So those buttons will include ones for the people you have most recently or most often emailed — and also the ones who have sent you messages lately.
If you don't want any of those, you start typing a new name and both Edison and all email apps will try to autocomplete addresses for you.
There are features to help when you've finished writing the body of a message, too. When you finish an email in Spark for iOS, then before you hit Send, you can also tap an alarm button to set up a reminder. With that one tap, you tell Spark that it should remind you if you don't had a reply to this new email. You can specify a time, you can just click on more vague options such as Next Week.
You can also set a time that you want your email to be sent. Say you're trying to look busy or even just cool and replying instantaneously would blow it. Write the email immediately and hit Send but tell Spark to actually send it Later Today, Tomorrow or a specific date and time you pick.
That's immediately and clearly useful — if you're on a Mac that's plugged in and online all the time. It's useful if you're on an iPhone with a cellular connection too. If you're using a WiFi-only iPad then they won't send until you have a connection again. Equally, if you write a bunch of emails before stepping onto a plane but mark them as not to be sent for an hour, they won't go until you land.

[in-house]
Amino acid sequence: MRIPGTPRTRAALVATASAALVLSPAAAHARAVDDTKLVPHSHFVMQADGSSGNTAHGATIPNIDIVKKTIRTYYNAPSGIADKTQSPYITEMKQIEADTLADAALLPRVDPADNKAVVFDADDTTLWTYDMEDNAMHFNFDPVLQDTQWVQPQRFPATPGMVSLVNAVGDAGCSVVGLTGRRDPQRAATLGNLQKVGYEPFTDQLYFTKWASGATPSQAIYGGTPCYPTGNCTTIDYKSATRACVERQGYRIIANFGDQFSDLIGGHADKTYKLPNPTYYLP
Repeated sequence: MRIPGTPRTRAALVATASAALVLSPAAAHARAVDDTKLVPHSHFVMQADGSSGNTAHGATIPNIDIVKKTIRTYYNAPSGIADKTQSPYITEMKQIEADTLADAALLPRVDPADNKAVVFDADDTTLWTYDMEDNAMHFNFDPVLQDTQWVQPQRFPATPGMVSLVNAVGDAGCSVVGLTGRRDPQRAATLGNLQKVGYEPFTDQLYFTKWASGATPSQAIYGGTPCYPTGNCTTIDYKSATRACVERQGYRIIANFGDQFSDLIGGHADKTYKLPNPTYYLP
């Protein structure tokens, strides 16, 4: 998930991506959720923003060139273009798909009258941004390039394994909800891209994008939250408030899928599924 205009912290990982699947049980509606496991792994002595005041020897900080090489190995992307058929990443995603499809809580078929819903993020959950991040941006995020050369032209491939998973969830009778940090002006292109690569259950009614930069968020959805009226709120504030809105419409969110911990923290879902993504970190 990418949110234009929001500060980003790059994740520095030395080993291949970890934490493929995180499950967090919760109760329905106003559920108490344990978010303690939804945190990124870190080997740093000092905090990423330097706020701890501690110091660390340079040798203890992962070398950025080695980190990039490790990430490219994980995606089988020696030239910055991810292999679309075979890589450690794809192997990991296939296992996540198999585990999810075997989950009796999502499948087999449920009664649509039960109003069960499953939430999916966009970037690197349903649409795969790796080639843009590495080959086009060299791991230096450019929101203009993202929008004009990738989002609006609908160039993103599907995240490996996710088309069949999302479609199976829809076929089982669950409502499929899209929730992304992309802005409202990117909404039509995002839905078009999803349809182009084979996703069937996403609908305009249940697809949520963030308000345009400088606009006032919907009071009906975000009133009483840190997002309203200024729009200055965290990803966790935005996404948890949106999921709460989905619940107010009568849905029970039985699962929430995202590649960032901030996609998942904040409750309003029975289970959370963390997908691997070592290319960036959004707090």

Sometimes you just need to acknowledge an email, you don't really have to think about it much. And sometimes that acknowledgement can be predictably terse — so Edison Mail offers you some prepared replies.
It's similar to how Google does this with Gmail: the suggestions aren't random, they are calculated in some way based on what's in the email you've received.
Also like Gmail, alternatives to Apple Mail like Outlook will automatically sort your inbox to save time. What it considers to be important — such as an email sent directly to you from someone you regularly correspond with — will appear in the inbox. Messages that Outlook reckons aren't that important, such as newsletters, may get shunted to an Other inbox.
That seems like abdicating the decision over what you do and don't want to read but it's surprisingly effective. Plus the more you use an email app like this, the better it gets at knowing what you do and don't want.
We keep referring to different email apps but there are different email services too. Typically they share the same name so when you use the Apple Mail app you can be sending and receiving email over the Apple Mail service. If you use Gmail on the web, you're typically sending and receiving email over the Gmail service.